Fall Maintenace to Do List!!

Fall is your last chance to caulk air leaks, seal roof cracks, and clear drains before the winter chill makes it difficult

Get your furnace or heating system serviced before you need it

More “indoor time” means deep cleaning, carpeting, painting, and checking radon levels

As summer draws to a close and cold weather approaches, it’s time to jump on home improvements needed before winter. Take advantage of longer days and warmer weather to finish up summer projects that could protect your house when storms arrive.

Some repairs—especially those involving your home’s exterior—are much harder to do in foul weather. And delaying them can lead to serious issues. If you don’t fix a roof leak, for example, water damage, rot, and mold removal can cost you thousands of dollars later on.

This checklist outlines must-do maintenance tasks, their priority (so you don’t get overwhelmed!), and average costs to complete.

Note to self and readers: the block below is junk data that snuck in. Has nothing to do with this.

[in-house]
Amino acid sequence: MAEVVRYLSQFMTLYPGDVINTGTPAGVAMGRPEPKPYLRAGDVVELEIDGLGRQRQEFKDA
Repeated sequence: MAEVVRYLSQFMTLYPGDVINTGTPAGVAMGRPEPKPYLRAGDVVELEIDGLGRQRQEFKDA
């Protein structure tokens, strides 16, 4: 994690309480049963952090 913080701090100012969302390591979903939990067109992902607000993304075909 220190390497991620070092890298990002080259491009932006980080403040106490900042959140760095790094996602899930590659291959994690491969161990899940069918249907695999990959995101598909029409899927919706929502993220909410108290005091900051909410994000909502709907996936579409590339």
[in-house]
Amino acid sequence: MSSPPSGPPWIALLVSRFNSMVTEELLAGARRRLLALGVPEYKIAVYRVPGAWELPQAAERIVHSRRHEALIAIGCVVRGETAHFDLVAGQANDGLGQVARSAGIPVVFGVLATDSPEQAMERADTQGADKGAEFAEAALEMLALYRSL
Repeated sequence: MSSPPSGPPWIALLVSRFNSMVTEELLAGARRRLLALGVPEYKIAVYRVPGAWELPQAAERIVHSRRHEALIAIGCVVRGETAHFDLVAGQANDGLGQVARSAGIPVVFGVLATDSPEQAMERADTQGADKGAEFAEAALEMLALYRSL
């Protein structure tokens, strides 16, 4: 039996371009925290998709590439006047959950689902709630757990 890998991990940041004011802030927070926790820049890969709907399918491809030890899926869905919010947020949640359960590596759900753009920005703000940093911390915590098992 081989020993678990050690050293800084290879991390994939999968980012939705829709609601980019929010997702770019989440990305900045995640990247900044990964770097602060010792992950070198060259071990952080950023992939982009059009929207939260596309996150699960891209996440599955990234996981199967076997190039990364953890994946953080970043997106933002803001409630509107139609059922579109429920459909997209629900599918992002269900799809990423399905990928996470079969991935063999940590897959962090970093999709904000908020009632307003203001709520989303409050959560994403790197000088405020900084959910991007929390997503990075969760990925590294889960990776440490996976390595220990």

Begin by protecting your place against harsh winter weather. Make sure your roof and siding can handle the coming rain and snowstorms. Then move on to tasks that lower energy bills while increasing heating comfort.

Clean gutters and downspouts
Controlling where water drains is critical. Clean gutters and downspouts after leaves have fallen but before heavy rains begin. Tighten brackets and supports, if necessary, to prevent gutters from sagging.

Importance: High

Who can help? Gutter cleaning service

Cost: $160 for an average-sized home

Pro tip: Once your ladder is set up to clean gutters, why not hang holiday lights, too? It’s the perfect time, before the weather gets too wet and cold to do so safely.

Make roof repairs
Check for missing or damaged shingles or tiles—don’t wait to discover a leak when water is dripping through the ceiling. See How to hire a reliable roofer.

Importance: High
Who can help? Roofing contractor
Cost: $200–600 for inspection (depending on roof size); get multiple bids for repair or replacement

Repair siding